Seychelles the Result of a Recipe for Paradise
Take a handful of tiny tropical islands, and scatter them across the Indian Ocean a thousand miles off the coast of Africa. Mix with a pinch of Rasta, and stir in some tropical spice and fruits. Surround in heaps of warm, blue water and finish with a dusting of travellers steeped in paradise. That’s my recipe for Seychelles.
Rarely visited by Canadians, Seychelles is home to some of the world’s most photographed beaches. It also had a moment of fame when Kate & William went there for their royal honeymoon. Feeling regal myself, I had to add it on after my Tanzanian safari.
Travelling to the Seychelles
To be frank, there are not many flights to Seychelles. You can get there primarily from East Africa (Addis Ababa, Nairobi) and the United Arab Emirates (Dubai, Abu Dhabi), Johannesburg and Hong Kong. I flew via Nairobi one-way, and Addis Ababa the other – each flight was about 3 hours.
I travelled as an independent traveller, which is easy enough to do. But take note, you are required to show proof of accommodation for your entire stay on Seychelles, in addition to a flight out. So make arrangements in advance with a travel professional.
I had often heard Seychelles was a tropical playground restricted to the lifestyles of the rich and famous. While it is true, there are resorts on the islands that can easily start off at €500 a night, there are also a number of self-cater and family run pension options that can be had for under €100 a night. And on that note, bring Euros here or access the island’s abundant ATMs for the local currency – Seychellois Rupee. Both currencies can be used with equal ease.
In Seychelles, the climate is always welcoming – warm, balmy days with a daily brief shower. There are three islands that the traveller will probably want to concern themselves with: Mahé, Praslin and La Digue.
Mahé (pop. 80,000) is the main island, home to the capital of Victoria, and where all international flights land. From there, it is either a 10-minute flight, or 45-minute ferry, to the island of Praslin (pop. 8000). There are up to 20 flights a day, and up to 2 ferries daily. From Praslin, it is a short 15-minute ferry to La Digue (pop. 800). I visited all three islands in just 6 days, but certainly I would easily recommend a bit more time.
Landing in Mahé, I transited by flight to Praslin on Air Seychelles. It flies at only 2,000 feet so you’ll get remarkable views over the Indian Ocean and the stunning islands.
Praslin is where I did the more luxurious side of my vacation, staying at the 5-star Raffles Praslin. However, as on all islands, a range of accommodations is available. No matter where you end up staying, this island will immediately win you with its earthy scenery, friendly locals, and carefree way of life.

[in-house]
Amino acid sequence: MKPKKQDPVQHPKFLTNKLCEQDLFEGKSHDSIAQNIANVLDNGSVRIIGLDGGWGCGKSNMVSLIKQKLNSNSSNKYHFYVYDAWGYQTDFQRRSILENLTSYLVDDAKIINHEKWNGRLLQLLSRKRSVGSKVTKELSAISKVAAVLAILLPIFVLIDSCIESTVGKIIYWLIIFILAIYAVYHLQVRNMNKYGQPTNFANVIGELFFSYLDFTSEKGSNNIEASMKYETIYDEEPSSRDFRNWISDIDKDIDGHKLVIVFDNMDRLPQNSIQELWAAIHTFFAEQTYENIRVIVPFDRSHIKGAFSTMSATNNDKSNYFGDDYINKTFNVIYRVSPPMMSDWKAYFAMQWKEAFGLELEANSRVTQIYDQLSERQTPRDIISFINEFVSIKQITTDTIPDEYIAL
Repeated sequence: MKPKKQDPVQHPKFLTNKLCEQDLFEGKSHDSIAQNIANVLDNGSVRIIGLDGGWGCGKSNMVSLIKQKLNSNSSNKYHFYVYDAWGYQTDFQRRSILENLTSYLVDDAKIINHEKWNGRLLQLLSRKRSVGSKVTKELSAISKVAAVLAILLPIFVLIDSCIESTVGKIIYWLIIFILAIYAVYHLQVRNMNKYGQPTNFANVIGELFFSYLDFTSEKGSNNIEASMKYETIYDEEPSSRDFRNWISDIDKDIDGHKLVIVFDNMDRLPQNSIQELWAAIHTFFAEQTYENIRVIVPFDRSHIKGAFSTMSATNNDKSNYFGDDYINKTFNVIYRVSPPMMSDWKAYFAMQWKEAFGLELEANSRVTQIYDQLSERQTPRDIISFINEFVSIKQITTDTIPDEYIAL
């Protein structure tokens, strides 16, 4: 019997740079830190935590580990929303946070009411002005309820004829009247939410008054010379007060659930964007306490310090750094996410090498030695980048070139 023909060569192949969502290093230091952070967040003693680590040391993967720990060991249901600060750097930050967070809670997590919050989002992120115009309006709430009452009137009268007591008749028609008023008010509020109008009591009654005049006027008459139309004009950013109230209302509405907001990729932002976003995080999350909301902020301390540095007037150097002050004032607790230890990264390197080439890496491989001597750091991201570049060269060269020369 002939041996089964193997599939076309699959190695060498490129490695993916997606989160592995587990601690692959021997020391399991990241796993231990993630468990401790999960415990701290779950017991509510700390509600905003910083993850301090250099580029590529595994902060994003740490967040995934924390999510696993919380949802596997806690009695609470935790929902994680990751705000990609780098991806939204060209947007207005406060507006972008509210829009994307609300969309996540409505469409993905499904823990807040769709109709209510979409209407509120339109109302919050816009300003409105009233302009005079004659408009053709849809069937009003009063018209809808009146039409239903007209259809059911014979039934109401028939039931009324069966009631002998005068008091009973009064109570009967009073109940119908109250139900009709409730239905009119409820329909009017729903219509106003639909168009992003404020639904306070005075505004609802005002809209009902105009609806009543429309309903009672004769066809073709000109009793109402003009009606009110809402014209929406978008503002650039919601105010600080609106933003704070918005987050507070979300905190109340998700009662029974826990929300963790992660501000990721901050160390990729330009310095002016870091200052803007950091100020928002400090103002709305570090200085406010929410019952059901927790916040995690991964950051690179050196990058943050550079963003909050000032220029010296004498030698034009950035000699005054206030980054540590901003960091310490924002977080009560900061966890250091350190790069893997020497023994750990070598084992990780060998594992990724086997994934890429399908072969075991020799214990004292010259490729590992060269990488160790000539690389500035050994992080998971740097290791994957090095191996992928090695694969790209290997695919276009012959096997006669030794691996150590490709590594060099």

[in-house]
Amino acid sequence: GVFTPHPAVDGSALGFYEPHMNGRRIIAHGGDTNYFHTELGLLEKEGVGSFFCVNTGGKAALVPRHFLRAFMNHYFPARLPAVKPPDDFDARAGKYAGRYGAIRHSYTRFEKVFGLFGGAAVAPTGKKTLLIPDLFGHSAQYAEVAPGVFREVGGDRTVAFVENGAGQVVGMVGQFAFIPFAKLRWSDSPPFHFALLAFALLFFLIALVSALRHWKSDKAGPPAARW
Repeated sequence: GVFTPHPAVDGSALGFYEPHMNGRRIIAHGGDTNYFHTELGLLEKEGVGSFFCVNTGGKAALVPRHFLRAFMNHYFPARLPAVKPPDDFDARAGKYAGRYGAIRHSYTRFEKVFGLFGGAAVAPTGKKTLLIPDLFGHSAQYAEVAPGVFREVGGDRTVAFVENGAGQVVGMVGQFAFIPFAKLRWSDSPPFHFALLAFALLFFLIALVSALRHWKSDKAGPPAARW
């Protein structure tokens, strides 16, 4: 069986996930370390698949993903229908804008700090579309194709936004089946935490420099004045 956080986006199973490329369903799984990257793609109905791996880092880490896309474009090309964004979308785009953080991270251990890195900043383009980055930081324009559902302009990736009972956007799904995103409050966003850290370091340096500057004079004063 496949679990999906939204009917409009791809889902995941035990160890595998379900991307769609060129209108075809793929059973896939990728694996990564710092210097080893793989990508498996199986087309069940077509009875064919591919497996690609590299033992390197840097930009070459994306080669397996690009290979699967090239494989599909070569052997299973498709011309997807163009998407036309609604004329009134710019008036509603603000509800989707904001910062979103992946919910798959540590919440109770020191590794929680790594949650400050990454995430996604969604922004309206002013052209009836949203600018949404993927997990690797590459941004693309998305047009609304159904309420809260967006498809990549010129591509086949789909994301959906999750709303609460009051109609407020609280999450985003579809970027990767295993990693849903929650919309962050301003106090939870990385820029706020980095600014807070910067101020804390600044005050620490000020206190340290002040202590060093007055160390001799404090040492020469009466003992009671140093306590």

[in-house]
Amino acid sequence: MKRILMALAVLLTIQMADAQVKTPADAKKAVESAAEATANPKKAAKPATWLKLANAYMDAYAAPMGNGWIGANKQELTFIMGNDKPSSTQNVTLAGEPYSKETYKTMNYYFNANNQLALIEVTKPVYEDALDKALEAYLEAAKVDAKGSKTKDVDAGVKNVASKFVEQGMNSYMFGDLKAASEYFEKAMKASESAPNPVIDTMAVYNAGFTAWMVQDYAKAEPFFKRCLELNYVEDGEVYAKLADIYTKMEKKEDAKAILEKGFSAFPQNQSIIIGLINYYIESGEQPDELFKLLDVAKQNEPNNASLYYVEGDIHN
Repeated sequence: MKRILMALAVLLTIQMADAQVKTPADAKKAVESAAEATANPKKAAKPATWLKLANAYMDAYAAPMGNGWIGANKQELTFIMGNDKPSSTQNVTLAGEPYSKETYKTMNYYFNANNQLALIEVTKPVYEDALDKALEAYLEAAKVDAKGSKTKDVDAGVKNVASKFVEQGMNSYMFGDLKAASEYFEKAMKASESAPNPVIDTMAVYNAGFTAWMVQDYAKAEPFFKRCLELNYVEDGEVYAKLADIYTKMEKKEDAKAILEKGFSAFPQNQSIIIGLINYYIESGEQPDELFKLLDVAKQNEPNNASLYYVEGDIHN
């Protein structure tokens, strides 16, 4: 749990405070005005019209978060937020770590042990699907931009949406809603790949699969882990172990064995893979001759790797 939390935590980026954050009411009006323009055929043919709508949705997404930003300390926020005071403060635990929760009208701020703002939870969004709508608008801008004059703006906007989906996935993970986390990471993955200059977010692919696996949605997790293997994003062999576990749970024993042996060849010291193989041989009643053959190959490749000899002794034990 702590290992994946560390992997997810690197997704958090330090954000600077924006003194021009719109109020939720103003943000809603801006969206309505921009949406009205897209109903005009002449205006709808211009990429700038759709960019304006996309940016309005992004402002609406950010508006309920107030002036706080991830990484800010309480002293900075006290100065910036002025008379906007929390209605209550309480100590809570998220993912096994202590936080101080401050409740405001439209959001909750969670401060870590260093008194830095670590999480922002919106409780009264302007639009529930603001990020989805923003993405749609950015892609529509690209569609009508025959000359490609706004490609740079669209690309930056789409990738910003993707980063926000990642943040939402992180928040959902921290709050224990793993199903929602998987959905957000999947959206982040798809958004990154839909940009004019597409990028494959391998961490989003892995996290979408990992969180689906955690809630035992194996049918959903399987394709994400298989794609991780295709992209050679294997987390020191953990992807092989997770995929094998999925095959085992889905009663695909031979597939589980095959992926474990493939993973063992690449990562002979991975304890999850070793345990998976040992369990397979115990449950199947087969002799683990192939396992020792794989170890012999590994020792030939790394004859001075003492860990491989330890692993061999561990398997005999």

At 38 square kilometers, Praslin is compact, with one main U-shaped road ringing the island. Anse Lazio is the beach on this island, but there are many others. I have never laid eyes on such jewel like coloured waters before. It was so warm, with the finest, alabaster-white sand. Best of all, with such few visitors and small local population, you can feel like you have found a private paradise. There are no crowded beaches here!
The interior of Praslin takes you from the beaches and into a mythical rainforest, where palm trees are the skyscrapers and the only noise is wind in the palms and a symphony of bird sounds. At the Vallée de Mai palm forest you can explore a wide network of trails and hikes. You will be rewarded with seeing the coco de mer. This coconut is a symbol of the Seychelles – it is even the passport stamp on your way into the country. Coco de mer is known for being highly erotic, the female cultivar is shaped like a round derrière, and the male cultivar is phallic. Even the flora and fauna is under a romantic spell in Seychelles!
I visited La Digue as a day trip from Praslin, although longer stays can be possible. It is home to the well-lauded world’s most photographed beach, Anse Source d’Argent. The tiny island has a few kilometers of road, and when disembarking from the 10-minute ferry from Praslin, most people rent a bike to get around. My day bike cost €15 and had a basket on the back for carrying my backpack.
I peddled for Anse Source d’Argent for some beach time, but en route I got delayed with the sights. Union Estate is a historical plantation where you can watch oxen process copra in the traditional manner, and you can interact with a large pen of Aldabra tortoises. I could have stayed there for hours watching these ancient creatures simply do their thing. Peddling on to the beach took me through a vanilla planation – imagine the whiff of vanilla in the salty warm air! When I was done at one beach I simply got on my bike and went to another, and another, and another.
My final two evenings were spent back on Mahé, I took the ferry on my return. Rather than stay in the capital – which boasts the claim to fame as the world’s smallest capital (it’s true!) – I went to the small hamlet of Beau Vallon, known for having one of the best beaches on that island. Here I was on a more down to earth budget, staying in a family run bungalow, private room with en suite and fresh breakfast daily, for €85 a night. Best of all, the beach way only 50 meters from my patio!
I rounded out my final days exploring Mahé’s beaches, walking around the itsy bitsy capital of Victoria, and simply relaxing. The island does seem busier than Praslin, but is still relaxed, with a strong Creole vibe. Everywhere you go, you’ll hear reggae music blaring out of cars and in the local stores.
Seychelles was one of the most sublime destinations I have ever experienced. Doing Seychelles and Tanzania on one trip was like having two totally different experiences on one vacation. And while you could spend a royal sum here, it can also be done on a more reasonable budget.
September 25, 2013